There are musical performers I've seen frequently around town who turn in their best work to date in Floyd Collins. Graner, in particular, has always struck me as a perfectly professional actor and singer who needs forceful direction to prod him out of that tar pit of professionalism. He seems to have been cast in shows as diverse as Company and The Secret Garden for sheer, unremarkable reliability. But in the title role of Guettel and Landau's show, Graner projects an aw-shucks-ism that seems self-deluding from the start. It's clear to us during the show's opening scene that Floyd's oft-proclaimed luck while crawling through claustrophobic subterranean spaces will run out and that the man's fated to follow his big dreams right into the grave. Graner nicely essays this kind of slightly deranged courage like some overgrown kid with a precocious if fragile falsetto. During the first act, whenever the performer would open his mouth and sing, I'd plunder my brain to recall whose voice his resembled. I finally figured it out--a young David Bowie circa Space Oddity. That high, nasal tremolo worked beautifully in those moments when the unseen orchestra crashed the instruments together in a multinote pileup as per Guettel's dissonant directions.
Also impressive is Fowler as wayward brother Homer, whose breathing and range have expanded considerably since I saw him in Saturday Night at Theatre Three. His conspicuous, teeth-flashing good looks also work to defuse one of the production's clunkier moments, when a nelly, bereted filmmaker named Cliff Roney (Regan Adair) descends on the family farm and offers Homer a picture deal. We believe, at least, that Fowler as a farm boy would attract such an invitation, even when it's handled with a campiness that clashes with an otherwise eerily serene show.
There are myriad difficulties that attend Floyd Collins, both in the authors' design and PRT's execution. Collins family relationships are never adequately delineated (with the exception of Floyd and his touched-in-the-head sister Nellie, played by the crystal-voiced Dara Whitehead). This makes some of their behavior feel abrupt and inexplicable, as when Lee Collins starts hawking photos of his boy or Homer invokes his dead mother against the old man. And the reporter Skeets Miller, who becomes one of Floyd's most important final-hour comforters, emerges as the primary voice of conscience in the rampaging national press. But that evolution happens in one giant, awkward leap, and I don't blame Miller as Skeets, who contributes an authentic hesitation to each of his emotions--anger at his colleagues, frustration at the rocks pinning Floyd, grief when the rescue must inevitably be abandoned--that suggests a man being forced to confront harsh truths he's never pondered before. But this reporter, like so many of the family members, wanders in an aimless orbit around the trapped man that causes the production to lose focus when it dallies too long over their stories.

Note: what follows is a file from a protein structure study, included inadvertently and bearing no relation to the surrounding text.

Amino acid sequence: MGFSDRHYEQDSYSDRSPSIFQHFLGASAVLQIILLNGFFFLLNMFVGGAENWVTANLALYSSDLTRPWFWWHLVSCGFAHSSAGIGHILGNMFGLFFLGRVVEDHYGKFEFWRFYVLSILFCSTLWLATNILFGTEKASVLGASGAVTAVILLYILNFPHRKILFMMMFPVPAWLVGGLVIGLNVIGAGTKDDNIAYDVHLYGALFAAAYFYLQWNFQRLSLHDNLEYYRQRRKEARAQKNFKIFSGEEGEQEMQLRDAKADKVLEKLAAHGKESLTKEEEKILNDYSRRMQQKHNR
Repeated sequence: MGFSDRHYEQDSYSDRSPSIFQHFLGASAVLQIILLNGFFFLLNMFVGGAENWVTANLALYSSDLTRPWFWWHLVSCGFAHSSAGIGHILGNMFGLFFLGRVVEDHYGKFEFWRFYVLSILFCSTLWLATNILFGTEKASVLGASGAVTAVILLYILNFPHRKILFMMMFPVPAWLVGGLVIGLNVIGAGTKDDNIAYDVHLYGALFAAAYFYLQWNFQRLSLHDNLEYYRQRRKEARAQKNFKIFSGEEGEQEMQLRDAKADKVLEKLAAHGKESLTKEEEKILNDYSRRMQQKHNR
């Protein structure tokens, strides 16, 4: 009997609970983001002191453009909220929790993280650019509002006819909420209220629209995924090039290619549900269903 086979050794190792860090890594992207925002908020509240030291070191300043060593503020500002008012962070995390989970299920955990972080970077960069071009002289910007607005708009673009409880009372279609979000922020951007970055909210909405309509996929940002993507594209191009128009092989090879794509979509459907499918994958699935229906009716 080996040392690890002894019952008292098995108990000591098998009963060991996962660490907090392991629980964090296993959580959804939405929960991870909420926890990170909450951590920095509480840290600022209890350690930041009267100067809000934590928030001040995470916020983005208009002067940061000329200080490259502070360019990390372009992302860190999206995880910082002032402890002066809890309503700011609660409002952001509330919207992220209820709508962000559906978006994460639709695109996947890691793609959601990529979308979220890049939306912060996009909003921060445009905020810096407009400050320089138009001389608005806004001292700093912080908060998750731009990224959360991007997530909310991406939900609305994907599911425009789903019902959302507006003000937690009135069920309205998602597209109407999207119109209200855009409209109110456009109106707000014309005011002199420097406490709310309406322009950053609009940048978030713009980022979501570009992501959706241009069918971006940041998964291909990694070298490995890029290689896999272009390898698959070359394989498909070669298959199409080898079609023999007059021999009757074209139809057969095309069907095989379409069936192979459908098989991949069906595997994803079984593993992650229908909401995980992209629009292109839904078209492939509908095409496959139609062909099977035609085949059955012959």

And yet, I found myself undeniably moved by Plano Repertory Theatre's production of a very strange book and score that's garnered an international cult not dependent on New York cachet. The yodeling and echo motifs; the discordant score that trampled melody and sent the singers into repetitive brawling with the orchestra during the most intensely felt moments; and the anti-musical sight of one man spending most of two acts twisted up in a tunnel with a pained expression, reliving his family conflicts and his ambitions and bumping against the limits of his faith in God as he grows weaker and more fearful--all were compelling for their determination to give momentum to an essentially plotless, preordained tragedy. For all its shortcomings, Floyd Collins barrels toward a ga-ga mixture of elation and horror that ends with slowly fading lights on the horizon. One of the characters mentions Poe's The Pit and the Pendulum in reference to Floyd's plight, but this show reminded me more of a musical version of The Premature Burial; it spins brooding joy out of a particular primal fear.